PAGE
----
Geoff said...

Such is the way of disposable Chinese made junk these days. Unfortunately there is no alternative, since they put most local manufacturers out of business. I have boxes full of Chinese landfill that failed well before the expected lifetime, either though poor manufacturing, fake components or bad firmware. Very frustrating, and can happen with reputable brand names too.

kavebill said...

The problem is not with your set-top, but in the implementation that your cable company has used. As any engineer knows, garbage in = garbage out. The set-top can only display and process the information that the cable company supplies.

And, btw, these are designed in the US, manufactured in Mexico. And, to be fair, I am an employee.

DonD said...

Cable is a choke-point between you and your content. It's a toll booth right there in your home. As long as that toll booth works the cable operator has little incentive to fix it and, let's face it, the thing works perfectly. Every month, it moves a hundred bucks or so from your balance sheet to theirs. No fuss. No Muss. No costly upgrades necessary. That's as clos to perfect as any business gets.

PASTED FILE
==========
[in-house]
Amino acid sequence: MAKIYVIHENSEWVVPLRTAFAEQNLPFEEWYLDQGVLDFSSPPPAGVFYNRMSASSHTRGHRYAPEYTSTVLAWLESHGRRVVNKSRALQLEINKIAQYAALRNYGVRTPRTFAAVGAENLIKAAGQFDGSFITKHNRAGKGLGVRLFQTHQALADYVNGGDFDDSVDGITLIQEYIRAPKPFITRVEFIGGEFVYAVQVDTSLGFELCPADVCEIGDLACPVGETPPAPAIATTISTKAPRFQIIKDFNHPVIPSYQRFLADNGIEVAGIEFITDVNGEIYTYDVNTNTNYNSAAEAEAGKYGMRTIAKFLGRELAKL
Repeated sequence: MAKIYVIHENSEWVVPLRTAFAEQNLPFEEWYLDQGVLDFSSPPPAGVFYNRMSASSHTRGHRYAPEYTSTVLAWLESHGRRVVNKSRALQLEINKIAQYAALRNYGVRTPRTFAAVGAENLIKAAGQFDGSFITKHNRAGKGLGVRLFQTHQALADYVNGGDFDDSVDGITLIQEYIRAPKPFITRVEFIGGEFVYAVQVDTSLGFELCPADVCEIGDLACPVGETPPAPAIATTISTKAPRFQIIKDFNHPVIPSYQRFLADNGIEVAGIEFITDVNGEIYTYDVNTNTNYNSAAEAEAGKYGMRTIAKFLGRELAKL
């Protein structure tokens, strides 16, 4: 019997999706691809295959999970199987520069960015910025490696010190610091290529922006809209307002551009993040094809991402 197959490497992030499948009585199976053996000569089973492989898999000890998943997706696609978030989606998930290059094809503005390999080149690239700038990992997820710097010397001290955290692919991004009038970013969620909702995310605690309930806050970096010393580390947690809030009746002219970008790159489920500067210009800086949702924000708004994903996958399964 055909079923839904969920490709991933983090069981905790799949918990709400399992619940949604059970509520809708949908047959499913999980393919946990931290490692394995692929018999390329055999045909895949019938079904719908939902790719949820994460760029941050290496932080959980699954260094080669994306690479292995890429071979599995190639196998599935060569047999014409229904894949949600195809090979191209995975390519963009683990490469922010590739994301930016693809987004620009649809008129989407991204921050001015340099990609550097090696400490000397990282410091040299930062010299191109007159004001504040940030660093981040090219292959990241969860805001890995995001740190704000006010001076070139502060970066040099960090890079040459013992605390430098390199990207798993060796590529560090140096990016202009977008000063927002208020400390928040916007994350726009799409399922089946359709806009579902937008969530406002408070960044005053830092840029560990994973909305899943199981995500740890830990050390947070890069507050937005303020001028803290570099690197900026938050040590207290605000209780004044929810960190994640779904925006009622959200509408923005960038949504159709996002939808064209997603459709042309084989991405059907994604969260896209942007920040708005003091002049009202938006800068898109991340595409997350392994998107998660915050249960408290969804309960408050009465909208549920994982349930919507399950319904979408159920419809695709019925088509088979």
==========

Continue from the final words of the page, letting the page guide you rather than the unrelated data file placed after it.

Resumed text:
[Listen to Wabaus, above.]

Juan said...

Every system seems to have their fault, but to be honest, cable are the most likely to fail. I used to have cable, and a lot of the problems that i had with that is the fact that electrical system at home was not properly or equally grounded as the cable signal itself. The cable technicians are supposed to check/fix or at least notify you this before attempting to connect anything. So every time a power failure happened, I ended with a fried box, or a damaged TV set.